Defensive Line: C
Another tale of two halves kind of thing for the defense as a whole, with the front four particularly complicit. Dolphins running back Reggie Bush gained 115 yards on 22 attempts, most of it in the first half, when the Pats D-line was getting pushed around. This week, in the absence of Andre Carter, the Pats came out heavy, moving Brandon Deaderick over to Carter’s side and inserting Shaun Ellis in at the other end. While Ellis played his most snaps since October and had by far his best game of the year (three tackles, a sack, a couple of hits on Dolphins QB Matt Moore) his playing didn’t do much for the Pats run defense, which for the second straight week was suspect at best. Among the interior group of Vince Wilfork, Kyle Love and Gerard Warren, there were only three solo tackles registered. That’s not going to cut it at all in most weeks. And whither Mark Anderson? After exploding in place of Carter against the Broncos, Anderson got in on only about a third of the defensive snaps (likely the result of the team’s decision to go really big up front) and while he got to Moore for a couple of hits, he was otherwise silent. The Pats pass defense is so susceptible to giving up plays, they need the run defense to step up in a major way and it just hasn’t been there the past two weeks. Wilfork did have a fumble recovery after a bad snap on the Dolphins first drive of the second half. And thanks to the Pats offense taking control of the game in the third and fourth quarters, there were fewer opportunities for the Dolphins to push the Pats around. But there’s reason for alarm up front and the best player in that group is out for the year.
While we all sit here and wonder if Brandon Spikes, out seven weeks now after establishing himself as the team’s best linebacker, will ever return, let’s take some time to give a heaping pile of credit to Dane Fletcher. Fletcher had a very nice game on Saturday, making a couple of solid stops, defending the pass well and making a perfect read of the Dolphins snap count to get into the backfield and disrupt the play. Fletcher is not nearly the player Spikes is from a skill level standpoint. But his work the past couple of weeks is probably making the decision to keep giving Spikes more time to heel for the post-season somewhat easier. Jerod Mayo, the $45 million man, looked more like his old self on Saturday than the playmaker he’s been over the past month. He seemed to be on top of a lot of piles rather than making tackles of his own and he was flailing in pass coverage on more than one occasion. But he did have two sacks and bounced back nicely from being one of the many who was getting bullied in the first half. And Rob Ninkovich continued his strong season with six tackles and another sack while playing both standing up and as a down lineman in pass rushing situations. It was a bit odd to not see Tracy White at all, even on special teams; maybe he’s injured and we don’t know. But this group looked pretty decent on Saturday, certainly the strongest of the three levels of the defense.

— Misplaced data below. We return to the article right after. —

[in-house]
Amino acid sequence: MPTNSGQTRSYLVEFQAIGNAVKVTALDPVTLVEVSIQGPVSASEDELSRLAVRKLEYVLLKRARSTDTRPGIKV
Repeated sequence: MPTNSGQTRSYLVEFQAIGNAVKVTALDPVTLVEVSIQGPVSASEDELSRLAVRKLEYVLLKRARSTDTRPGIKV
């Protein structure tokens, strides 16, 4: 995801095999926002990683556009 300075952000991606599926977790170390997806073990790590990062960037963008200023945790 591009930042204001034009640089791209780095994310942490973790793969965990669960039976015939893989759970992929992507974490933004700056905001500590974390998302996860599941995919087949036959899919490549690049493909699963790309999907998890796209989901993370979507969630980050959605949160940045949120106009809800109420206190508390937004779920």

Defensive Backs: C-
Is it even worth discussing Devin McCourty anymore? You know what’s going to be said/written. “McCourty looked helpless and overmatched once again, giving up a handful of enormous pass plays for whatever reason, blah blah blah.” That pretty much sums it up. McCourty gave up a 39-yard pass play, a 47-yard pass play and a 41-yard pass play while also getting a pass interference penalty on what was basically a throwaway by Moore that wiped out a third down stop in the first half. He did make a couple of nice tackles against the run and did record his first pick of the season (though it must be noted that he was beaten by two steps on that play and made the pick because Moore’s pass was woefully underthrown and he actually turned back to look for the ball, which he didn’t do on any of those long completions). But it’s gotten so bad for McCourty that these scrub/second stringers who light up the Pats secondary every week are looking to target him from their first dropback of the game and are bascially ignoring Kyle Arrington, himself no great shakes, like he’s Deion Sanders. There’s no rhyme or reason to it I’ve never seen any player in any sport go from being as good as McCourty was last year to being as bad as he’s been this year. And it doesn’t seem to be getting any better. Beyond the misery that is McCourty, it should tell you all you need to know that Patrick Chung’s return, if it ever happens, will be an enormous plus for this secondary and Chung isn’t even that good. That’s how bad the safeties have been. James Ihedigbo, when he’s not getting hurt and helped off at least twice per game, has been exposed over the past few weeks as a special teams player forced to play in the regular defense while Sergio Brown has been just that all year but is still getting regular reps with the regular defense and sucking as badly as anyone who’s ever played the position. The Pats have gotten away with this monstrosity of a secondary for 15 games now. Can they get away with it for as many as four more? Let’s hope so. Because it’s not getting any better.